We hear a lot in the news about tragedies and challenges that can accompany experiences of transgender people. It is true that navigating in a world of transphobia and other social oppressions can be quite challenging in everyday life. Challenge and tragedy, however, are not the complete picture. It is important to discuss resilience, strength, creativity, and well-being that may also accompany transgender experience and identity development. Researchers are beginning to explore the topics of positive identity for transgender-identified people.
A brief report by Riggle & Mohr (2015) discusses a model of positive identity for adult transgender identified people. One-hundred and thirty-eight transgender identified people (ages 18-67 years old) were included from a sample of LGBT individuals across the United States and 2 non-U.S. countries. This sample was primarily White/Caucasian (87.7%). Based on the results of the study, the authors identified five factors that represent positive identity for trans* folks. These factors are listed below:
- Authenticity ("feelings of congruence, confidence, and inner-strength and awareness”)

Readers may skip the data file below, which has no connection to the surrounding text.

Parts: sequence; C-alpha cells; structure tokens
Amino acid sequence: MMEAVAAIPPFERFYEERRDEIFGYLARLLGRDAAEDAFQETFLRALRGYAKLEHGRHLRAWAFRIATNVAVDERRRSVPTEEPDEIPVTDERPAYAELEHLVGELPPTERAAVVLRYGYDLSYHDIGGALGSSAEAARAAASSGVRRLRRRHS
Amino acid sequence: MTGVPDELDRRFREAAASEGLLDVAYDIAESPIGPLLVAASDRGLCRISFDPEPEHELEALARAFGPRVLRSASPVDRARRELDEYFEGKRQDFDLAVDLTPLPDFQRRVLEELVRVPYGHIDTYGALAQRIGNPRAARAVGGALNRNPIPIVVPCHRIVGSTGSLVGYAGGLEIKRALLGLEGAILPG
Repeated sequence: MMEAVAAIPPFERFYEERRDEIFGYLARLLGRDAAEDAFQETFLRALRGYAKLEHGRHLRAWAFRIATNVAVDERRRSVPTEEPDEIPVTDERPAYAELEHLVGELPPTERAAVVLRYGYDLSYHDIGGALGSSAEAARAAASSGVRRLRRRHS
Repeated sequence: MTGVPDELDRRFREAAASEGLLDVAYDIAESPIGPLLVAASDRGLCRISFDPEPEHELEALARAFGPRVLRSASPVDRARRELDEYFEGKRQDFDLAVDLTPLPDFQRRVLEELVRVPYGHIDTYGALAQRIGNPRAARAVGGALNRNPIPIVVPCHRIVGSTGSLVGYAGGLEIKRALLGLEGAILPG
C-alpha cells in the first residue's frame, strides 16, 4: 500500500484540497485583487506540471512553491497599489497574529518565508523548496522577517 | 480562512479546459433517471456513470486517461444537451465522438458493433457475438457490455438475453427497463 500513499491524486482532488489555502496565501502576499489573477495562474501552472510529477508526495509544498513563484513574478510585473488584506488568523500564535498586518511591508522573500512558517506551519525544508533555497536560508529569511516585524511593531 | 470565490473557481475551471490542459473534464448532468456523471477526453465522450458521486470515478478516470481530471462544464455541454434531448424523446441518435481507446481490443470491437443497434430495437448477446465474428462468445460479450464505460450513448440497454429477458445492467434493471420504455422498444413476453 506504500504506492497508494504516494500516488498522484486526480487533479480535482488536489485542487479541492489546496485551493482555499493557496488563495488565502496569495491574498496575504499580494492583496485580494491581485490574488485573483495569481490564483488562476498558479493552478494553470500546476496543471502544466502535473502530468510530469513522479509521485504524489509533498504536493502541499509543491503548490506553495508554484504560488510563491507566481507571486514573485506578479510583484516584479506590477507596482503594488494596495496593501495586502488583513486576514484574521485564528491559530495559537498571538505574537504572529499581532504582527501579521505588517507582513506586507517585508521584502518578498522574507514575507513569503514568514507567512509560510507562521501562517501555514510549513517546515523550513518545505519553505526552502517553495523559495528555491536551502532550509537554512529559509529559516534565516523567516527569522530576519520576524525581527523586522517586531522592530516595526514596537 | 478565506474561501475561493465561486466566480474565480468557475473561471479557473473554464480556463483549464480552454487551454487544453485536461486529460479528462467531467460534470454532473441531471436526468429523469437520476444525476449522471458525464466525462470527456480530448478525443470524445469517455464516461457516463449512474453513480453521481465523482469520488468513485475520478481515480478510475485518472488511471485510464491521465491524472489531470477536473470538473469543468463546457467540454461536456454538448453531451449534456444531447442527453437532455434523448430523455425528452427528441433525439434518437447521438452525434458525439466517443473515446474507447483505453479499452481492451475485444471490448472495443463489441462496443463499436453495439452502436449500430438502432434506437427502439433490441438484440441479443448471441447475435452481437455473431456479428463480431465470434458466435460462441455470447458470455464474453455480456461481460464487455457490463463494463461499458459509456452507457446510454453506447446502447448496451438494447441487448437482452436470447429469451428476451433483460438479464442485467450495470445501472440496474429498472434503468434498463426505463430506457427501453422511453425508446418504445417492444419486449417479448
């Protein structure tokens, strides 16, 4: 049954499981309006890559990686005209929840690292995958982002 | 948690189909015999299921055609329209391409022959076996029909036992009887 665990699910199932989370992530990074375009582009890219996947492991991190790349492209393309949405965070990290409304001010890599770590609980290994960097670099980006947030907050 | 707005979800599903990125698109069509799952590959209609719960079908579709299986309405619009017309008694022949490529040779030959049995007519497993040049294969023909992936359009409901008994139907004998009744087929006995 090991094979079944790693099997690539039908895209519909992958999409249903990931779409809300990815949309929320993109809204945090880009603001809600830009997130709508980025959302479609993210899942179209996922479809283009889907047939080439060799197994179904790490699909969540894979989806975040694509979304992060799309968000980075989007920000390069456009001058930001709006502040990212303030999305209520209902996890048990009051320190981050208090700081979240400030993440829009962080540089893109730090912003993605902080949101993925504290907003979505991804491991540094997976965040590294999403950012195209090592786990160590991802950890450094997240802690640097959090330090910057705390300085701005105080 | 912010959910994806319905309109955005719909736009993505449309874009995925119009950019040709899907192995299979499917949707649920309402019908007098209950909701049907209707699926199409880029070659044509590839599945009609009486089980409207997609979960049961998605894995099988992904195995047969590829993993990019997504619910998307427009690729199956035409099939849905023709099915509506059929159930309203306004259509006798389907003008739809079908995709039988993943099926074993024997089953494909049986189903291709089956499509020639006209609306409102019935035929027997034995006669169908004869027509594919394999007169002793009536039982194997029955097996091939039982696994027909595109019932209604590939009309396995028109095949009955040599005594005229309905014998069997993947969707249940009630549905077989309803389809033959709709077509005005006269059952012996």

- Intimate Relationships (“closer relationships with partners and the breaking of gender norms as part of relationships”)
- Belonging to Community
- Commitment to Social Justice
- Self-Awareness and Insights
According to study results, these factors may describe different aspects of positive gender identity and potential contributors to the general well-being of transgender identified people. It seems like there is a combination of internal factors (i.e., authenticity, self-awareness) and also interpersonal and community factors (i.e., intimate relationships, belonging to community) that have the potential to characterize positive identity. The work currently resides in fostering these characteristics and attempting to cultivate space for these factors to be more prevalent in the lives of transgender people. This endeavor means individual, family, and community transformation in the challenging of intersecting oppressions.
More research is needed that describes and discusses the experiences of trans people of color, but this type of research is a good start. There is a lot of work to be done.
Riggle, E. D. B., & Mohr, J. J. (2015). A proposed multi factor measure of positive identity for transgender identified individuals.Psychology of Sexual Orientation and Gender Diversity, 2(1), 78-85. doi:http://dx.doi.org/10.1037/sgd0000082